Watsonville Author Olga Rosales Salinas Debuts Poetry Collection Exploring Motherhood and Ritual Through Lore Based Narrative

Book Sales Benefit Scholarship Fund for Watsonville and Central Coast Graduates

La Llorona, Poetry & Prose, by Olga Rosales Salinas

Poet and author Olga Rosales Salinas released her debut poetry collection, La Llorona, Poetry and Prose, published by Birch Bench Press. All sales from the collection, which explores themes in assimilation culture, faith, loss, and womanhood overall, will benefit the scholarship fund, The Rosales Sisters' Scholarship. Along with her five sisters, Rosales Salinas created the non-profit in 2019 to help first-generation or immigrant students attending high school in the Central Coast of California, where they grew up.

This debut collection of poetry and prose, La Llorona, starts with a journey between two lovers, La Llorona and a Beloved. While La Llorona writes from the land of the dead, a Beloved replies from the land of the living. The letters between the two lovers play as a backdrop to the short story La Llorona that ends the collection. Because of these letters, when we read the short story, we already know the main character; we know her inner thoughts, sorrows, and why she haunts the living.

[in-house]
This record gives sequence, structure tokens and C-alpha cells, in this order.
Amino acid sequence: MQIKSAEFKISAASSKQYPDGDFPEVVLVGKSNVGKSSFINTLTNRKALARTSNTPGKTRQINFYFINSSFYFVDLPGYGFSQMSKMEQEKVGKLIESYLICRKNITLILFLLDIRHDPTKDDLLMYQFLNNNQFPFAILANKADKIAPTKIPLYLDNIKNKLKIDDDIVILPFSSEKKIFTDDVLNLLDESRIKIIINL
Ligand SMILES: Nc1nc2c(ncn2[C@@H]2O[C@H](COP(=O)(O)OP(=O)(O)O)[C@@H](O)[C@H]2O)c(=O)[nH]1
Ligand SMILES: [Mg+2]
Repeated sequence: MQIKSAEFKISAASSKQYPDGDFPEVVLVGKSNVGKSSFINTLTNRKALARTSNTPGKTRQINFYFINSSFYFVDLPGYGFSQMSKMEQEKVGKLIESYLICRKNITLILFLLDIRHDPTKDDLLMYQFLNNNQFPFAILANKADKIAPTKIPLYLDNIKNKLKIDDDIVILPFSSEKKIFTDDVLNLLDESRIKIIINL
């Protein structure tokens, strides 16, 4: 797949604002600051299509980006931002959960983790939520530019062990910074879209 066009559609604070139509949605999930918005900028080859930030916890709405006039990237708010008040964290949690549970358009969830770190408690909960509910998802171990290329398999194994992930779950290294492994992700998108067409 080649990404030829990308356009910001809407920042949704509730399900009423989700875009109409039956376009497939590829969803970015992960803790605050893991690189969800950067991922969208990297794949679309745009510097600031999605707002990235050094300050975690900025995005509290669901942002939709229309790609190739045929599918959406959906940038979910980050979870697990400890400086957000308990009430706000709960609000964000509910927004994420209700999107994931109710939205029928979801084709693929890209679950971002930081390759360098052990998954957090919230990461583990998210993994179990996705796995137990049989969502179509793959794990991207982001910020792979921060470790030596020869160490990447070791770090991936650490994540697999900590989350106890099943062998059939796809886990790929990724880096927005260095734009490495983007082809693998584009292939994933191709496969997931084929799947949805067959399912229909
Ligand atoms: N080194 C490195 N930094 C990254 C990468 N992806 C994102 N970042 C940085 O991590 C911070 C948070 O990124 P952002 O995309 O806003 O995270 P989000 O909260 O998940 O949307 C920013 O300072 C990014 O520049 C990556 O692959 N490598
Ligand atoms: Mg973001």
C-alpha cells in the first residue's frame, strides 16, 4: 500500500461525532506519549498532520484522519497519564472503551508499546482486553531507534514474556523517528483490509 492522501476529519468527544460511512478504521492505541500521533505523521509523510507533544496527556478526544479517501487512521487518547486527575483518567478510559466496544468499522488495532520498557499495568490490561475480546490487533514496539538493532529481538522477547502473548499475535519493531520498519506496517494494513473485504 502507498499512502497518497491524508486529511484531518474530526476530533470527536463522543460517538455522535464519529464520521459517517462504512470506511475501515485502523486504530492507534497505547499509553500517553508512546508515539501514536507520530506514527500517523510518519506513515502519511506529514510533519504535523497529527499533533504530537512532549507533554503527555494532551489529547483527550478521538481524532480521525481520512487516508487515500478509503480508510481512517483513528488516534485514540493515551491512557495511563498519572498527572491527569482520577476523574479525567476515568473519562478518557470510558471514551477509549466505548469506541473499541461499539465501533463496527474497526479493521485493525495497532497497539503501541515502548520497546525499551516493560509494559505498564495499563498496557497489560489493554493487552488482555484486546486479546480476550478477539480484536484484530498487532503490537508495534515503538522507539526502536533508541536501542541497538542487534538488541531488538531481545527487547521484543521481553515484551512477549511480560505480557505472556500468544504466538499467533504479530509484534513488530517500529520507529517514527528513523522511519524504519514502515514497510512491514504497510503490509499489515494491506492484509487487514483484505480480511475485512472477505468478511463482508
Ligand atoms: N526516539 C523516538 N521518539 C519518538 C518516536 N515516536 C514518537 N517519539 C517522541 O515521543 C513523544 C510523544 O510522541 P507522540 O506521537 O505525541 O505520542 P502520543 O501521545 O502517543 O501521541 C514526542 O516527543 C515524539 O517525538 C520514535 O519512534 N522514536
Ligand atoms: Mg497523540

The book's three sections cover the mercurial relationship with "home," the journey through the "process" of coming of age, and motherhood through the fogged lens of fear. Throughout this work, fear presents itself by way of two Mexican-folklore characters that Rosales Salinas grew up fearing, La Llorona and El Cucuy. Rosales Salinas describes what life is like when fear becomes more than inner dialogue but instead grabs hold as an integral facet of identity.

"La Llorona is a deeply felt book filled with meditations on what it means to be a woman, a mother, a lover, but most of all, a poet. Her stories are as necessary and timely as they are familiar. In her poetry and prose, Rosales Salinas shows that our many selves are intertwined, inextricable, and that as much as we try to begin anew, we are tied to our histories, our pasts, our mothers: I carry weight like her/ the weight of her. But heaviness is not what defines this book; it brims with joy and love." -- Maceo Montoya, The Scoundrel and the Optimist, 2011 International Latino Book Award for "Best First Book", Top Ten New Latino Writers to Watch.

Press Contact : Publicist, Lila Goehring, lgoehring@alumnae.mills.edu

Source: Rosales Sisters' Scholarship


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